instead greeted by a clean-cut young man in a green golf
sweater with a stutter on his tongue and a phantom in
his eye. This was Jay Moglia.
It wasn't long before the two started blending ideas.
Wingo had cut his teeth in the influential DC punk band
Trenchmouth, but his musical leanings were as much Beatles
as Ramones, and Moglia's meandering yet forceful compositions
allowed plenty of space for the outcast guitarist to sharpen
his knives. Prominent among these knives was a recently
acquired affinity for modal psychedelic noodling. Despite
a valiant Punk/British Invasion-hardened resistance to
all things Dead, a recent chance encounter with a particular
ergot-derived substance combined with a well-timed Aoxomoxoa
turntable spin had opened Wingo's ears and fingers to
a whole new palette of six-string possibilities. The wide-open
nature of Jay's pieces seemed to provide an apt canvas
for somehow combining the alcoholic glee of pure hard
rock with the lysergically-damaged wanderings of the not-so-distant
past. (Whether this was actually achieved is an entirely
The duo's joy in their well-meshed "sound" overshadowed
more earthly concerns like song structure and length.
An early Pilgrims show could easily last an hour as they
whipped through their six-song set. It took bassist Mitch
Parker, previously with the legendary DC punk outfit Government
Issue, to bring some focus and direction to the raw strands
of tune. Parker's ability to slice through musical excess
coupled with his local scenester par excellence credentials
quickly landed the group a slot on Fountain of Youth's
compilation LP Bouncing Babies, immediately leading
to the recording of their EP Head Down Hand Out
(also on Fountain of Youth).
Through all of this, one central question remained unanswered:
Who was the Crippled Pilgrims' drummer? The Velvet Monkey's
Rummager (who shortly afterward reached heartthrob status
as drummer for DC boy band HE) handled some of the crucial
early gigs and sessions (including the first Inner Ear
demo which yielded the Bouncing Babies track).
At other times it was hard-hitting Tommy Carr of the powerful
quartet Black Market Baby stepping in at the last minute
to rescue the Pilgrims on show night. Ultimately, Dan
Joseph, who had been with the group only two weeks before
recording Head Down Hand Out, would become the drummer
of record. Joseph never became an "official" member of
the band due to his commitment with the progressive horror
rock ensemble 9353. Though generous with his time, Joseph
was reluctant to be affiliated with the Pilgrims. Jay,
Scott, and Mitch's "regular guy" personas were no match
for the preening charisma 9353 brought to the stage. Plus,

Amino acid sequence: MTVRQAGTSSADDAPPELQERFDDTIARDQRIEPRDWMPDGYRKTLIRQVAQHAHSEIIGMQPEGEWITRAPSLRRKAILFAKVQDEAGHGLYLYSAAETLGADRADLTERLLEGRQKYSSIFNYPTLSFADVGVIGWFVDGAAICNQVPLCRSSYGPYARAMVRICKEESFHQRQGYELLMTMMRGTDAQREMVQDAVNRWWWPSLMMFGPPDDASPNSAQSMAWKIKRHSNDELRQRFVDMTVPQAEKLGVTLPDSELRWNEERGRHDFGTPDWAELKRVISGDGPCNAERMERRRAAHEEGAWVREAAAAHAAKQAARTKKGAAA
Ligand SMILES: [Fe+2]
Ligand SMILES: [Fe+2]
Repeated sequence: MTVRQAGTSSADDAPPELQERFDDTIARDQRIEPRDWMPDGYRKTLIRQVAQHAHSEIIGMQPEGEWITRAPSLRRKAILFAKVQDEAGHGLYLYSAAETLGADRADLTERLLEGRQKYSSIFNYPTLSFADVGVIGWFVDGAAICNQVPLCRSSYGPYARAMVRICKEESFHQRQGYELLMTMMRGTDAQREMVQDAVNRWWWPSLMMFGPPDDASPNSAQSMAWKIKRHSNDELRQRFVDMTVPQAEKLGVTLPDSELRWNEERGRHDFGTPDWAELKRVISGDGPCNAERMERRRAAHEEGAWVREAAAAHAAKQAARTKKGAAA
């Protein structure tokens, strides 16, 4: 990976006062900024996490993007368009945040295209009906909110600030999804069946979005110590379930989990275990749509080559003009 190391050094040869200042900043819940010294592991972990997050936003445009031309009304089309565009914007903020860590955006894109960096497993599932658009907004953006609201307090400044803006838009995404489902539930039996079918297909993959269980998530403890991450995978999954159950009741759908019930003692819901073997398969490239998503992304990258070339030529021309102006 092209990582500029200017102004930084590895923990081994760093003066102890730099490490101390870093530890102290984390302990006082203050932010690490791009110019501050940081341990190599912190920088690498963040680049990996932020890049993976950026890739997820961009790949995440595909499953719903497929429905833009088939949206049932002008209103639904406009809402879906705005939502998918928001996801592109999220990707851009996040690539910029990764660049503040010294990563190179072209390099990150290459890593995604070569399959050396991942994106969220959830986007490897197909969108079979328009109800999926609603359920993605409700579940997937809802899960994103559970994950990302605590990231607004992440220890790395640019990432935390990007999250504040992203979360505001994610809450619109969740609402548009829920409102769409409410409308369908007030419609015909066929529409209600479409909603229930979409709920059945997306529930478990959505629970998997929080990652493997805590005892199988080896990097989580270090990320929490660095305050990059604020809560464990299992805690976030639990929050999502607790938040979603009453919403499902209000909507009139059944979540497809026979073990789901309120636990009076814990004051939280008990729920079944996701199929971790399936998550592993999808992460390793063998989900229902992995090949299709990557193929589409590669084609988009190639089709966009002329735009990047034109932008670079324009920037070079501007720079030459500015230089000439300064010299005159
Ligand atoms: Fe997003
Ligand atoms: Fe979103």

Crippled Pilgrims' reputation for flowing melody and the
occasional extended guitar solo had burdened them with
a comparatively uncool reputation amid the rigid conformity
of the then thriving harDCore scene. At 17 years old,
Dan Joseph could certainly be excused for downplaying
such a potentially credibility-busting association.
The revolving-door drummer status meant gigs for the Pilgrims
were infrequent. Shortly after the release of Head
Down Hand Out, Moglia, stifled by inactivity and
bolstered by the EP's positive reviews and healthy college
chart rankings, set out for NYC hoping to expand the group's
profile and ultimately relocate the band. Unfortunately,
he neglected to tell Wingo and Parker about his ambitious
plans and was surprised when they didn't join him in Manhattan.
Instead of extending the ranks of New York's rock elite,
Jay found himself dazedly wandering the city's avenues
carrying a can of blue spray paint and a cardboard "Crippled
Pilgrims" stencil. Scott and Mitch were left back in DC
with the proverbial question marks hanging over their
Moglia eventually recovered from his spray-painted daze
and began laying down tracks for an atmospheric collection
of electronic folk songs under the name Geezer Park. The
music was actually pressed and was poised to become the
first release on Bar/None Records when Jay inexplicably
pulled the plug on the project. In the meantime, Head
Down Hand Out gathered momentum, garnering notable
amounts of airplay in obscure and far-away markets. This
came as a surprise to the group as their local DC following
was less than massive. In mid-1984, with a fair number
of Pilgrims' tunes never given a proper recording and
Fountain of Youth pressing for a follow-up to Head
Down Hand Out, Jay, Scott, and Mitch tentatively
decided to revive the group.
With Jay commuting from NY to DC for gigs and recording
sessions, Mitch and Scott both unwilling to abandon their
relatively comfortable DC existences, and the continuing
"who is our drummer" plague, the future did not bode well
for the band. However, the trio (along with the drummer
of the moment) managed to squeeze out a few more shows--the
final being a pairing with LA's Gun Club at DC's 9:30
Club on September 7, 1984.
Recording and mixing of tracks continued sporadically